Capital Commentary is the weekly current-affairs publication of CPJ, written to encourage the pursuit of public justice.
The great foreign policy debate has now been joined. Is the United States an imperial power? Should the United States be an imperial power? The debate unfolds in the editorial pages of major newspapers and professional journals, at conferences, and most importantly in the decision-making circles of government. Indeed, this debate drives Washington's current power struggle that will determine how the U.S. approaches the most wrenching foreign policy challenges of the day.
Although the question of American imperialism did not surface often during the Cold War, it has been prominent through the broad sweep of American—and modern European—history. Throughout our history, the answer to the imperial question has almost always been settled in favor of imperial adventure. From the time we gained independence from Great Britain through the early 20th century, we played essentially the same imperial game as the Europeans, though our outward expansion has been driven by motives somewhat different than those of the Europeans.
While the Europeans felt themselves morally and religiously superior to the people they subjugated, they were driven more by a deep sense of cultural superiority. The U.S. shared this sense of cultural superiority to a degree, but the differentiating characteristic of American imperialism has been the conviction that we possess a God-given moral rectitude. As the U.S. pursued its righteous course, its people and leaders developed a sense of moral certainty unrivaled anywhere in the world. Underlying Manifest Destiny, for example, was the belief that God had destined the American people to take the continent.
This legacy, reinforced by a rebirth of Wilsonianism in the post-Cold War world, has, in my opinion, had a strong and overwhelmingly negative impact on current American foreign policy making. The legacy has bred a significant number of intolerant ideologues who tend to see issues in terms of black and white. They lack appreciation for conflicting interests. There is little room for nuance and intricacy. Complicated questions are made simple. Unself-critically, they seek U.S. dominance in parts of the world where in fact we have few vital interests and cannot adequately fulfill responsibilities of governance. Some of these leaders see military force as the primary means by which to engage the world, leading them to a sort of foreign policy by air strike.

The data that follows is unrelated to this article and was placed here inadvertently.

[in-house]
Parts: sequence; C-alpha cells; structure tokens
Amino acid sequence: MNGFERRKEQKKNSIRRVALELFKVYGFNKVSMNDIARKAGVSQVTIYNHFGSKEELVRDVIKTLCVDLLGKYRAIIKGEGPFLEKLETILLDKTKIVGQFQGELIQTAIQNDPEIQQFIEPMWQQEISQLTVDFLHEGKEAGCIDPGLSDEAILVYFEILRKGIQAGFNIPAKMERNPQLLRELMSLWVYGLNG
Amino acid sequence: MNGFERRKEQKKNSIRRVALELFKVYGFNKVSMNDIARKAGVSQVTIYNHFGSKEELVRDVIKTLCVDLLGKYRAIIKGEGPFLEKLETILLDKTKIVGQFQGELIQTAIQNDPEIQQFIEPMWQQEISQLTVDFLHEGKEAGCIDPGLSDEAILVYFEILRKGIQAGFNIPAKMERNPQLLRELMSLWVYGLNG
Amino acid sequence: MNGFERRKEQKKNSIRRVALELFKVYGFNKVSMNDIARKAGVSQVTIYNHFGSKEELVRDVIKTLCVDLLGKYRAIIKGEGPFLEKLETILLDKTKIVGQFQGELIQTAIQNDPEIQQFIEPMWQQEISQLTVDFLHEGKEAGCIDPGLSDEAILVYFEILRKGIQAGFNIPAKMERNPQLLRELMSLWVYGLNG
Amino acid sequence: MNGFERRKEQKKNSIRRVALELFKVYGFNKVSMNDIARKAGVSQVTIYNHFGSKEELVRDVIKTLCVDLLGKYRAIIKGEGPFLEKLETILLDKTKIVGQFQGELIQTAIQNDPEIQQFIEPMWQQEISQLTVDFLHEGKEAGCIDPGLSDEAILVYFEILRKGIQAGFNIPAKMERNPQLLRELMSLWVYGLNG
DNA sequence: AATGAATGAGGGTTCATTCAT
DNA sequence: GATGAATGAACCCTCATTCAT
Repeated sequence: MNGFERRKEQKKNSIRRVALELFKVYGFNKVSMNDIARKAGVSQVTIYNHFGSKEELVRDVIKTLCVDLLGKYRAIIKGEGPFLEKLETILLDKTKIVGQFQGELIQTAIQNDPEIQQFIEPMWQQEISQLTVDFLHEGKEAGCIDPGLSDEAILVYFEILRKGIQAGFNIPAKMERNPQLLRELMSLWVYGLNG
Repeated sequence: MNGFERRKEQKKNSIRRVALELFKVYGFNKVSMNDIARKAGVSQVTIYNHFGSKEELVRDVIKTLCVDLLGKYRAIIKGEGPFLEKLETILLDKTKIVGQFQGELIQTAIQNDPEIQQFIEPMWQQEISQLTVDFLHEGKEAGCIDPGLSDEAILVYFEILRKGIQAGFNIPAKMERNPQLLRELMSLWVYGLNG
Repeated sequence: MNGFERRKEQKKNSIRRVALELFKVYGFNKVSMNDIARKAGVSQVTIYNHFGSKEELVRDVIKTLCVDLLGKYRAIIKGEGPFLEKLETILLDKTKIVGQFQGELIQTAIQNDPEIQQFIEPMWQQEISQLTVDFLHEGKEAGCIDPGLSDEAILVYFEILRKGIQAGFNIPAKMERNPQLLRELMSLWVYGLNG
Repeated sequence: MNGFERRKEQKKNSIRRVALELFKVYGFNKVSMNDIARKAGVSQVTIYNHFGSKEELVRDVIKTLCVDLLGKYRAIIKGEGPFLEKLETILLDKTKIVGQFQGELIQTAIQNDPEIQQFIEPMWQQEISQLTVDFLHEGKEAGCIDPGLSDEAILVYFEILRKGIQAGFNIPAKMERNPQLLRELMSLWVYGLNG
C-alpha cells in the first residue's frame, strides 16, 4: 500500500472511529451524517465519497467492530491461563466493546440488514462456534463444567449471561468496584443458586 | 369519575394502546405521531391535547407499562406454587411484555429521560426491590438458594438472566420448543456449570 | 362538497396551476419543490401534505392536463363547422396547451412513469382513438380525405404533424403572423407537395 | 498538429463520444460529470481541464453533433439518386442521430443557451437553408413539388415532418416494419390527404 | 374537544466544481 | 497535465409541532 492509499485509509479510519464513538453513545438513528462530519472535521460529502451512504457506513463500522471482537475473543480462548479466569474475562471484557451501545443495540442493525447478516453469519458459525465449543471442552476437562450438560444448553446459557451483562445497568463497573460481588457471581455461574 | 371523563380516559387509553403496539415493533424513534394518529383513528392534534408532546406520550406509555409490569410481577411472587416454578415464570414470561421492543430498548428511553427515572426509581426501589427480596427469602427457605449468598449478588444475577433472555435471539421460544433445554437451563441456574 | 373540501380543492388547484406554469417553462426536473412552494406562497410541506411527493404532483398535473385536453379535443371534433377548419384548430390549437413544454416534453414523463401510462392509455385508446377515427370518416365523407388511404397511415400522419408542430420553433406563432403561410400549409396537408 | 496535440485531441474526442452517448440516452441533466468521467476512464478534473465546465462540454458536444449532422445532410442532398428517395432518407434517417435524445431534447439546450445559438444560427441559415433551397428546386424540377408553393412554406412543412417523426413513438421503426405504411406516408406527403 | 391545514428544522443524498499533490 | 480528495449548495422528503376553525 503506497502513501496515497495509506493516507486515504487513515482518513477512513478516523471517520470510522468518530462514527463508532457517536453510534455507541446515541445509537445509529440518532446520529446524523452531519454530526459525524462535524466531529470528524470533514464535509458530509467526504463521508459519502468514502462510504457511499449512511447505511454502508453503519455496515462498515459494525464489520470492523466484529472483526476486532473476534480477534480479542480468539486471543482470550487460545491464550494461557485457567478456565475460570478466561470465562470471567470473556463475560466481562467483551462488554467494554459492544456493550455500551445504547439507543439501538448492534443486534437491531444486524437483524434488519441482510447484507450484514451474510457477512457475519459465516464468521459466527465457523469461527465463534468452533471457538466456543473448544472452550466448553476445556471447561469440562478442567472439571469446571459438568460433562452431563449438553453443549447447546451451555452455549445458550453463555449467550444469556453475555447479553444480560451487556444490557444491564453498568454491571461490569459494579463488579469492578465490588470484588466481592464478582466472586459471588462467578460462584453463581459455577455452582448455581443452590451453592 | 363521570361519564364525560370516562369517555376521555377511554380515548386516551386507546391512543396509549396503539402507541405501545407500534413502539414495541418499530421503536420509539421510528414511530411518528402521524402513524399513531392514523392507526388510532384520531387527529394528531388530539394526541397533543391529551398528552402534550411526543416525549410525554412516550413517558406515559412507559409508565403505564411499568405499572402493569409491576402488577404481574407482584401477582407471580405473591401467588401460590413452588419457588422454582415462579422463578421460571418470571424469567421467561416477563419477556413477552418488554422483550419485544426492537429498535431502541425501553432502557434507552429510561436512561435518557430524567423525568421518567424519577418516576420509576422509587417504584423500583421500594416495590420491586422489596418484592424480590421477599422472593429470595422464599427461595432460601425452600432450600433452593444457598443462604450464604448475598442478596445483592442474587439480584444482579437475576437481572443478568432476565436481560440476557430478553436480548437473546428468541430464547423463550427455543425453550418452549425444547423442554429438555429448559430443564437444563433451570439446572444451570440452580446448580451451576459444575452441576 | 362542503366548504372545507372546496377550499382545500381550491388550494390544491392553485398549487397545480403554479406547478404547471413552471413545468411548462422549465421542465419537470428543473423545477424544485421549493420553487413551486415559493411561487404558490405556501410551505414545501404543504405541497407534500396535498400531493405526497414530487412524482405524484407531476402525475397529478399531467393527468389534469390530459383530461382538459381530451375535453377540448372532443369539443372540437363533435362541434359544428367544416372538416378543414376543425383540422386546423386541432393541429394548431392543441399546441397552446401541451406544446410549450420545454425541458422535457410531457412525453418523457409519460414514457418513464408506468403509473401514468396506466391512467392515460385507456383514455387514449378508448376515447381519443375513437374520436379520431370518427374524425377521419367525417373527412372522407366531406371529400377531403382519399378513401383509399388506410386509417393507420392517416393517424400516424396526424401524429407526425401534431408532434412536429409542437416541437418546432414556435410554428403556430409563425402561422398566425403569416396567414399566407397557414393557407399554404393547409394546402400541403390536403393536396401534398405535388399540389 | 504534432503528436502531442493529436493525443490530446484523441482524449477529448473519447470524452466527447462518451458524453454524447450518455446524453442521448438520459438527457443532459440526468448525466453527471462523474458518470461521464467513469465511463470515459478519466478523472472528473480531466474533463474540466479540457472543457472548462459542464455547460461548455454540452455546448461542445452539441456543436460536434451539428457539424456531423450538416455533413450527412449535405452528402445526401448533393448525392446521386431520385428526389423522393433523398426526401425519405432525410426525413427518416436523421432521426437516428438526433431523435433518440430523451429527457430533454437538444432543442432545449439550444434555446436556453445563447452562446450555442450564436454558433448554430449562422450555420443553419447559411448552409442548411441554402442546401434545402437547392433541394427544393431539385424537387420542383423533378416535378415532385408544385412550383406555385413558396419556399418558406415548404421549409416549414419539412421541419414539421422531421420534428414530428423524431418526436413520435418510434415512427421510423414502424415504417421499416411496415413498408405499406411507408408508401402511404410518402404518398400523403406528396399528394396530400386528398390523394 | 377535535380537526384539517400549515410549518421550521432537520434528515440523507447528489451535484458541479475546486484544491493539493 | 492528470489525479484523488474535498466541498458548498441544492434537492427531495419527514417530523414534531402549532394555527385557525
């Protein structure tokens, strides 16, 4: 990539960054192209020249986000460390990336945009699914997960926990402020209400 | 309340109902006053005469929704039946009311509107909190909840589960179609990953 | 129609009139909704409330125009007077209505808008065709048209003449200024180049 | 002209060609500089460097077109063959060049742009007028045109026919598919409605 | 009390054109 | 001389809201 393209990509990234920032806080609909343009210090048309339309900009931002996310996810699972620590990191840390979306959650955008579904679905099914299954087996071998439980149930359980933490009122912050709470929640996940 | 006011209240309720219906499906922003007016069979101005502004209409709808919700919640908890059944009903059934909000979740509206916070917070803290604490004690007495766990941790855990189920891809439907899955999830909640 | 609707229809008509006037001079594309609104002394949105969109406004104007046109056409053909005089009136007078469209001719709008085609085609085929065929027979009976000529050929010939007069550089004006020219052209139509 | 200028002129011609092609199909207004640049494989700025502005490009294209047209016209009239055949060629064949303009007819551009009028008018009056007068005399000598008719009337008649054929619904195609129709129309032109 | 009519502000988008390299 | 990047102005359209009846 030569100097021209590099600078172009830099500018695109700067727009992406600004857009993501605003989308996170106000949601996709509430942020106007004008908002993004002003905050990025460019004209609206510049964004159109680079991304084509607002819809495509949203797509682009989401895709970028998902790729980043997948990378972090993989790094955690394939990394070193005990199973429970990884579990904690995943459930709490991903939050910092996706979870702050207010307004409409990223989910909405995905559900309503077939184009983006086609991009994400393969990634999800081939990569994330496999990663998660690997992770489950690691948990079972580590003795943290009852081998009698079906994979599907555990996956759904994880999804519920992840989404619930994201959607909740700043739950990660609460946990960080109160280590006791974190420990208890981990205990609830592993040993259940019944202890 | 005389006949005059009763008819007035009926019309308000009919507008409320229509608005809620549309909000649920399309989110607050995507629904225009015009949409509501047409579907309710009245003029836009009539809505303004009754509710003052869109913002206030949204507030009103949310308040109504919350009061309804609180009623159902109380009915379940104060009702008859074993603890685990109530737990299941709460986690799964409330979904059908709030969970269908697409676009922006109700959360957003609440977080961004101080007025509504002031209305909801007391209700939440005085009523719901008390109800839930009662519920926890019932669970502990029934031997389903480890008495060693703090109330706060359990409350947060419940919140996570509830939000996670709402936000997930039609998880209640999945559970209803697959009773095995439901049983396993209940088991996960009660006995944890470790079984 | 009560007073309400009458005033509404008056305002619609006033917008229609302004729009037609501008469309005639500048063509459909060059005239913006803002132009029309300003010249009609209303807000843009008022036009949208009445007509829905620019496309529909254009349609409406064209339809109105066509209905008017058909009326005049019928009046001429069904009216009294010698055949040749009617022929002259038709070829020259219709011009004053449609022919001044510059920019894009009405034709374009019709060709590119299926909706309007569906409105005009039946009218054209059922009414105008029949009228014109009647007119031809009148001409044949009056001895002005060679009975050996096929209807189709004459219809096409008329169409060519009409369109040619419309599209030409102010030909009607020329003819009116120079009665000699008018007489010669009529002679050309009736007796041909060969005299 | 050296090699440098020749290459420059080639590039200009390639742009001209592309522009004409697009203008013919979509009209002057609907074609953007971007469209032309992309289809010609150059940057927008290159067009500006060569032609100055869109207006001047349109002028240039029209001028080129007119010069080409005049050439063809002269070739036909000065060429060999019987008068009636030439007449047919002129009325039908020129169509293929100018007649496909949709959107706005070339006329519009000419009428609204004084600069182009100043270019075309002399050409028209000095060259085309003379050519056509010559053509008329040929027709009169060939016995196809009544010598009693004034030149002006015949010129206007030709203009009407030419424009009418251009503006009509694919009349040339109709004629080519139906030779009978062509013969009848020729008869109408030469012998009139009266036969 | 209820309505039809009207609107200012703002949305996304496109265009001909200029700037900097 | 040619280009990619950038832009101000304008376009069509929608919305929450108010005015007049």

Not only does this approach create or aggravate enormously dangerous situations in some parts of the world, it is also foreclosing opportunities to engage in more creative, innovative diplomacy in places such as Iraq, Iran, the Middle East, and North Korea where the stakes are extremely high. The Bush administration's "axis-of-evil" chest-thumping has cost us dearly. Saddam Hussein and his forces are currently boxed in and he knows what his fate will be if he ever again uses weapons of mass destruction. So why should we unleash a war against him that would have highly uncertain and potentially very deadly and destabilizing consequences? Why push our preferred political outcome in Iran so hard and so publicly that we undermine exactly the people we want to see win in Teheran? And why maintain such a palpable double standard between Israelis and Palestinians that we actually encourage violence, when the role of a genuinely honest broker might just help resolve that vicious tragedy? Finally, why not actively encourage reconciliation and eventual reunion between North and South Korea rather than a more dangerous policy of isolation for Pyongyang?
The time has come in this debate to turn a critical eye toward the American sense of privileged moral rectitude that may be leading us astray.
—Steven E. Meyer, Professor of Political Science
National Defense University
(The views expressed are those of the author alone and not of the National Defense University or the U.S. Government.)
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Capital Commentary is a weekly current-affairs publication of the Center for Public Justice. Published since 1996, it is written to encourage the pursuit of justice. Commentaries do not necessarily represent an official position of the Center for Public Justice but are intended to help advance discussion. Articles, with attribution, may be republished according to our publishing guidelines.”